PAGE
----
MN entails an ontology in which minds are the consequence of physics, and thus, can only be placeholders for a more detailed causal account in which physics is the only (ultimate) actor. You didn’t write your email to me. Physics did, and informed you of that event after the fact.
    “That’s crazy,” you reply, “I certainly did write my email.” Okay, then — to what does the pronoun “I” in that sentence refer?
    Your personal agency; your mind. Are you supernatural?,,
    You are certainly an intelligent cause, however, and your intelligence does not collapse into physics. (If it does collapse — i.e., can be reduced without explanatory loss — we haven’t the faintest idea how, which amounts to the same thing.) To explain the effects you bring about in the world — such as your email, a real pattern — we must refer to you as a unique agent.
    http://www.evolutionnews.org/2.....90071.html

    Although Dr. Nelson used the example of writing a letter, (i.e. creating functional information), so as to tie into Intelligent Design, the same irrationality inherent in the materialistic worldview holds for any action that you, as a personal agent, freely choose to take. We could reword Dr. Nelson’s example several different ways:

    You didn’t write your email to me. Physics did, and informed you of that event after the fact.

    You didn’t walk through the door. Physics did, and informed you of that event after the fact.

    You didn’t raise your hand. Physics did, and informed you of that event after the fact.

    You didn’t etc.. etc.. etc… Physics did, and informed you of that event after the fact.

    You may think it is insane for anyone to believe as such lunacy, but that is in fact the prevailing belief being taught in leading secular universities. Nancy Pearcey recently wrote a book, ‘Finding Truth’, in which she quotes many leading academics confessing they believe as such:

    Why Evolutionary Theory Cannot Survive Itself – Nancy Pearcey – March 8, 2015
    Excerpt: To make the dilemma even more puzzling, evolutionists tell us that natural selection has produced all sorts of false concepts in the human mind. Many evolutionary materialists maintain that free will is an illusion, consciousness is an illusion, even our sense of self is an illusion — and that all these false ideas were selected for their survival value.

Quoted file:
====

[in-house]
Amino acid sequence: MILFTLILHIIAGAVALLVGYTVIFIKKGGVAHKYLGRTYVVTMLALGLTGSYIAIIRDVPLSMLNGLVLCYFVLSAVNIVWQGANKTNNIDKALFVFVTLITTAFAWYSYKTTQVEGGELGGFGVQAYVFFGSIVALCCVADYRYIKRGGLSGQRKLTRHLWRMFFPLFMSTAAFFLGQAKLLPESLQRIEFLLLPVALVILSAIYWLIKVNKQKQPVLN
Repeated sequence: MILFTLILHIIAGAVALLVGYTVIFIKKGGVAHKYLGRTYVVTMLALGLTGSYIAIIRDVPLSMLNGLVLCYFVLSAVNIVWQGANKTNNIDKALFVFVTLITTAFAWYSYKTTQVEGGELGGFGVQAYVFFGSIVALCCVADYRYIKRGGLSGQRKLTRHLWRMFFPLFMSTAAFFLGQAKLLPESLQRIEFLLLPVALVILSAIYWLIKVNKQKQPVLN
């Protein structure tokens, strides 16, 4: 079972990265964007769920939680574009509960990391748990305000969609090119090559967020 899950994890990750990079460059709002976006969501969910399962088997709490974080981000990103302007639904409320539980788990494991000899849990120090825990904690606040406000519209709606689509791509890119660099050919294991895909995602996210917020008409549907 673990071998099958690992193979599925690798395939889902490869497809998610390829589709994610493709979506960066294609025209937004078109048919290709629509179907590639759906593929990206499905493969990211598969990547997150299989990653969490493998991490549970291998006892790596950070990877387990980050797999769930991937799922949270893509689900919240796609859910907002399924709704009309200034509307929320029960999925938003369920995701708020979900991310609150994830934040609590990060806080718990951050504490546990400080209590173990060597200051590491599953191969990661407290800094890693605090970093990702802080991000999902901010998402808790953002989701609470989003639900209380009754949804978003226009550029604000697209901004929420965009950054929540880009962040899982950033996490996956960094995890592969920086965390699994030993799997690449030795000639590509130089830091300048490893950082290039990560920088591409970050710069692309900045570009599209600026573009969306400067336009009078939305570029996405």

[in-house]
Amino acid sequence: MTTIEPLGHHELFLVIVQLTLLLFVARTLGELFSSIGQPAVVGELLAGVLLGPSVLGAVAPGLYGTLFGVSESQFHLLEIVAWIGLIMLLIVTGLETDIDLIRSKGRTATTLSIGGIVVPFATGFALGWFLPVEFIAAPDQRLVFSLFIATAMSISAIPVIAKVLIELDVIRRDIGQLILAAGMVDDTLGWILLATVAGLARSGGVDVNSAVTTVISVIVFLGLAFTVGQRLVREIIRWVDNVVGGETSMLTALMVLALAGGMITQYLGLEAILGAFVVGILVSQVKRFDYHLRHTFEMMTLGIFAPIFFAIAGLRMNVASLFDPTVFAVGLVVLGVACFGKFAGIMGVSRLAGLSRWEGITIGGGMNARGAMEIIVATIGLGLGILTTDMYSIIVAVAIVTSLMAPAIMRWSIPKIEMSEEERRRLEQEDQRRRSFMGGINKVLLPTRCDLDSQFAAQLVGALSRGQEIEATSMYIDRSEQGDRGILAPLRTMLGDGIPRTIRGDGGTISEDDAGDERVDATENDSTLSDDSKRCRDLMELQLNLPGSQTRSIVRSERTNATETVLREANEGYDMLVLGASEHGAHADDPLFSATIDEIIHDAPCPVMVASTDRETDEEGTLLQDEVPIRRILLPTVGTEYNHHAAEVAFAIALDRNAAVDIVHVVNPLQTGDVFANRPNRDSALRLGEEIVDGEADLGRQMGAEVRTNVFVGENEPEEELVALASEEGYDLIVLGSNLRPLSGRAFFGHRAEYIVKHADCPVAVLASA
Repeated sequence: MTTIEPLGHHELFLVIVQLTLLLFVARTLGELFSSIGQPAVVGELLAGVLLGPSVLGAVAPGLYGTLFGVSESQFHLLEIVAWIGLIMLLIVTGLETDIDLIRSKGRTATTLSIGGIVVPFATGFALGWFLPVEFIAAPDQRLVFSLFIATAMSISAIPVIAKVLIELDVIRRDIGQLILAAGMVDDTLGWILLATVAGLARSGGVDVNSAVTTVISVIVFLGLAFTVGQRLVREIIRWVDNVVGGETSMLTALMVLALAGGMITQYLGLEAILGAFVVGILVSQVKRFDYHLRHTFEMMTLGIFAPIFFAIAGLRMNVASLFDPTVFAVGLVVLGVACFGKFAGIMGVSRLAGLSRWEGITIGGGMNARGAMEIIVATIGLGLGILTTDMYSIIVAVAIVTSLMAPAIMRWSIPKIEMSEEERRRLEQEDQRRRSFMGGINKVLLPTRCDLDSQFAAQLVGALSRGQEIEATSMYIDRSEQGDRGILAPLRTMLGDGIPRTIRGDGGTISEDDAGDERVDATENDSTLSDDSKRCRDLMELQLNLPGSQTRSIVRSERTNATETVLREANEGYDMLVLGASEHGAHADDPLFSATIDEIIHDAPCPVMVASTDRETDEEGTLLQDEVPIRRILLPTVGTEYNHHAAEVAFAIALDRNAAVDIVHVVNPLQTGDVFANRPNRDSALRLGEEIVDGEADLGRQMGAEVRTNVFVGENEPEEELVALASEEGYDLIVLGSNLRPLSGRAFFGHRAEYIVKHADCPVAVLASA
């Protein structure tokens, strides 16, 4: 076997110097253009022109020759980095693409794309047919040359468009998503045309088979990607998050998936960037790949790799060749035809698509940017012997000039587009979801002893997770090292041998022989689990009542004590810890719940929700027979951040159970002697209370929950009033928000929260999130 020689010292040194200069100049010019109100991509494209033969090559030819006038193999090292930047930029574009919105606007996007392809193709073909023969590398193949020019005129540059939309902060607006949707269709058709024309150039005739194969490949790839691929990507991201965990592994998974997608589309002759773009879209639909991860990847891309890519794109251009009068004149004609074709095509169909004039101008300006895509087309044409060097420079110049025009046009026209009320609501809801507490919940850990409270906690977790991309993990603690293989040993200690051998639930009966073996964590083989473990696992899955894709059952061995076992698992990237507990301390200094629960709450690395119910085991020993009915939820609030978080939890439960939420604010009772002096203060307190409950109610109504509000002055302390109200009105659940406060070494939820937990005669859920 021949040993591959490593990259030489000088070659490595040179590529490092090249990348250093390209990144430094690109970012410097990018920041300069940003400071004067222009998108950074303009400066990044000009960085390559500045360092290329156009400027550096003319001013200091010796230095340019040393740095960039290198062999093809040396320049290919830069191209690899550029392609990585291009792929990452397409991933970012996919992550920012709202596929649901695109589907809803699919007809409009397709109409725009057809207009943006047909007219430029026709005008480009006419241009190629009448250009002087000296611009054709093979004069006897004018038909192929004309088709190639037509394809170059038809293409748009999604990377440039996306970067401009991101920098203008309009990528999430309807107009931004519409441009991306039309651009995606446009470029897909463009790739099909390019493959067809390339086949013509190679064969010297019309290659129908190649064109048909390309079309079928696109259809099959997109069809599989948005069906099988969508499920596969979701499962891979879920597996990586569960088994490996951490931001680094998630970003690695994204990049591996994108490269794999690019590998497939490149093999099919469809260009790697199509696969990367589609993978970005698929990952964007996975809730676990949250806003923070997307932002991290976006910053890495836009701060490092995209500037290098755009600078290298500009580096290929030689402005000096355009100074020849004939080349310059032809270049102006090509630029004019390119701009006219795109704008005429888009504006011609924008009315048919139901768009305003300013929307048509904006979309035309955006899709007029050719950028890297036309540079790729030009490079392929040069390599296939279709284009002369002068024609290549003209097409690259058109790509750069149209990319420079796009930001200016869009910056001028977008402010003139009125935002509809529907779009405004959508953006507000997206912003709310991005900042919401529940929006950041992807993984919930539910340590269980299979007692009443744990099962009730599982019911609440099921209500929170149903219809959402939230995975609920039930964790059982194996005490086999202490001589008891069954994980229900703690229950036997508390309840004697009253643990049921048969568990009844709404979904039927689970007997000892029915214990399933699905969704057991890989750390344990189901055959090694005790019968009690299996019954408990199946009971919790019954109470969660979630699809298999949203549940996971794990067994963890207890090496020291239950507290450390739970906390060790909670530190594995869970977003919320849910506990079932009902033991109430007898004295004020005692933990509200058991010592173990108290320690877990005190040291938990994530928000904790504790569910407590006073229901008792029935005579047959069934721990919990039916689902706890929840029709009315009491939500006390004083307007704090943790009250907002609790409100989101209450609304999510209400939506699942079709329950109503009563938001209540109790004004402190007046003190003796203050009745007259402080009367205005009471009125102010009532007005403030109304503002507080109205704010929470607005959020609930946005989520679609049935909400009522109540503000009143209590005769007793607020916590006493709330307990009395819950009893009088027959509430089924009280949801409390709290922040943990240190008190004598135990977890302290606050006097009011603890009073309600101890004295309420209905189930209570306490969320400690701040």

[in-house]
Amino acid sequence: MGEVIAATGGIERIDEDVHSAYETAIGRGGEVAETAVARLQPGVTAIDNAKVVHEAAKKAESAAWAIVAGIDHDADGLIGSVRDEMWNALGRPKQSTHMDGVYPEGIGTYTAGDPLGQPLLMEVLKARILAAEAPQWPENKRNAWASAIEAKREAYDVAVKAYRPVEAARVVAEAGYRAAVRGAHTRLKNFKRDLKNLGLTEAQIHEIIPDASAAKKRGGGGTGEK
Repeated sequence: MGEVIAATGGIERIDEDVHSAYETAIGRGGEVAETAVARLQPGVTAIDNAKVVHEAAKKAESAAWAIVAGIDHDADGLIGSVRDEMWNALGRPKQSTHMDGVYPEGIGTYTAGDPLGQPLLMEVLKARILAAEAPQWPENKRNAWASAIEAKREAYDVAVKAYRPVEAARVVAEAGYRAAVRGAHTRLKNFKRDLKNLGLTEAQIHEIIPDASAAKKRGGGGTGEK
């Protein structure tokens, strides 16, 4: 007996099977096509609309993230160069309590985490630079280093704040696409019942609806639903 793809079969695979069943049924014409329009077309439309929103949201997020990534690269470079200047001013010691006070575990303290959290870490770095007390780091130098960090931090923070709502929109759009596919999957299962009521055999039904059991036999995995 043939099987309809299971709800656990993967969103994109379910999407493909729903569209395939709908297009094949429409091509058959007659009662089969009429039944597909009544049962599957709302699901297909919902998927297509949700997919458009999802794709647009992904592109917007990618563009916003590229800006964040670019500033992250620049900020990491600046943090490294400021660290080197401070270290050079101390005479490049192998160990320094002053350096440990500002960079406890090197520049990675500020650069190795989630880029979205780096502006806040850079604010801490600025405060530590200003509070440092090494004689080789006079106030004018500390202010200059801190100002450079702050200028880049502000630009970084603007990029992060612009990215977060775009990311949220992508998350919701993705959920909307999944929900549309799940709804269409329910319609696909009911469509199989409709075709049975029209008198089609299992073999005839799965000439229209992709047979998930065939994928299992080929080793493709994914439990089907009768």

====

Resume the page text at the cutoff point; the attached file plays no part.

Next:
So how can we know whether the theory of evolution itself is one of those false ideas? The theory undercuts itself.,,,
    Of course, the atheist pursuing his research has no choice but to rely on rationality, just as everyone else does. The point is that he has no philosophical basis for doing so. Only those who affirm a rational Creator have a basis for trusting human rationality.
    The reason so few atheists and materialists seem to recognize the problem is that, like Darwin, they apply their skepticism selectively. They apply it to undercut only ideas they reject, especially ideas about God. They make a tacit exception for their own worldview commitments.
    http://www.evolutionnews.org/2.....94171.html

    Darwin’s Robots: When Evolutionary Materialists Admit that Their Own Worldview Fails – Nancy Pearcey April 23, 2015
    Excerpt: Even materialists often admit that, in practice, it is impossible for humans to live any other way. One philosopher jokes that if people deny free will, then when ordering at a restaurant they should say, “Just bring me whatever the laws of nature have determined I will get.”
    An especially clear example is Galen Strawson, a philosopher who states with great bravado, “The impossibility of free will … can be proved with complete certainty.” Yet in an interview, Strawson admits that, in practice, no one accepts his deterministic view. “To be honest, I can’t really accept it myself,” he says. “I can’t really live with this fact from day to day. Can you, really?”,,,
    When I teach these concepts in the classroom, an example my students find especially poignant is Flesh and Machines by Rodney Brooks, professor emeritus at MIT. Brooks writes that a human being is nothing but a machine — a “big bag of skin full of biomolecules” interacting by the laws of physics and chemistry. In ordinary life, of course, it is difficult to actually see people that way. But, he says, “When I look at my children, I can, when I force myself, … see that they are machines.”
    Is that how he treats them, though? Of course not: “That is not how I treat them…. I interact with them on an entirely different level. They have my unconditional love, the furthest one might be able to get from rational analysis.” Certainly if what counts as “rational” is a materialist worldview in which humans are machines, then loving your children is irrational. It has no basis